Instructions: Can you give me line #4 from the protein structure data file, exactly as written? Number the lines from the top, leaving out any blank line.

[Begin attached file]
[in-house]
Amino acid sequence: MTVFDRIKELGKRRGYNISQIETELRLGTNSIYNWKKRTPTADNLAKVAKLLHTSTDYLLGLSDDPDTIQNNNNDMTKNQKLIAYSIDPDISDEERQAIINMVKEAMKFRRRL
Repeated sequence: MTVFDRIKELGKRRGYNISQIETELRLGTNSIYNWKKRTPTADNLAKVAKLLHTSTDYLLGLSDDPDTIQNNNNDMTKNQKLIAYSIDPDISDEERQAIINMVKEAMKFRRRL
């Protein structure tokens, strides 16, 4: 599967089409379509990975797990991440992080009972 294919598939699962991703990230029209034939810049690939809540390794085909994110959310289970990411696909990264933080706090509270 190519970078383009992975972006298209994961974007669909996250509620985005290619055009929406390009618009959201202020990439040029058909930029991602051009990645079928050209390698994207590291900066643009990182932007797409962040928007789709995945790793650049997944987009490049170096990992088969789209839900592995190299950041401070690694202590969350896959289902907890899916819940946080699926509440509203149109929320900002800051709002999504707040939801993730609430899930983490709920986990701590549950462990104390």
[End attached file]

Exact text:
């Protein structure tokens, strides 16, 4: 599967089409379509990975797990991440992080009972 294919598939699962991703990230029209034939810049690939809540390794085909994110959310289970990411696909990264933080706090509270 190519970078383009992975972006298209994961974007669909996250509620985005290619055009929406390009618009959201202020990439040029058909930029991602051009990645079928050209390698994207590291900066643009990182932007797409962040928007789709995945790793650049997944987009490049170096990992088969789209839900592995190299950041401070690694202590969350896959289902907890899916819940946080699926509440509203149109929320900002800051709002999504707040939801993730609430899930983490709920986990701590549950462990104390």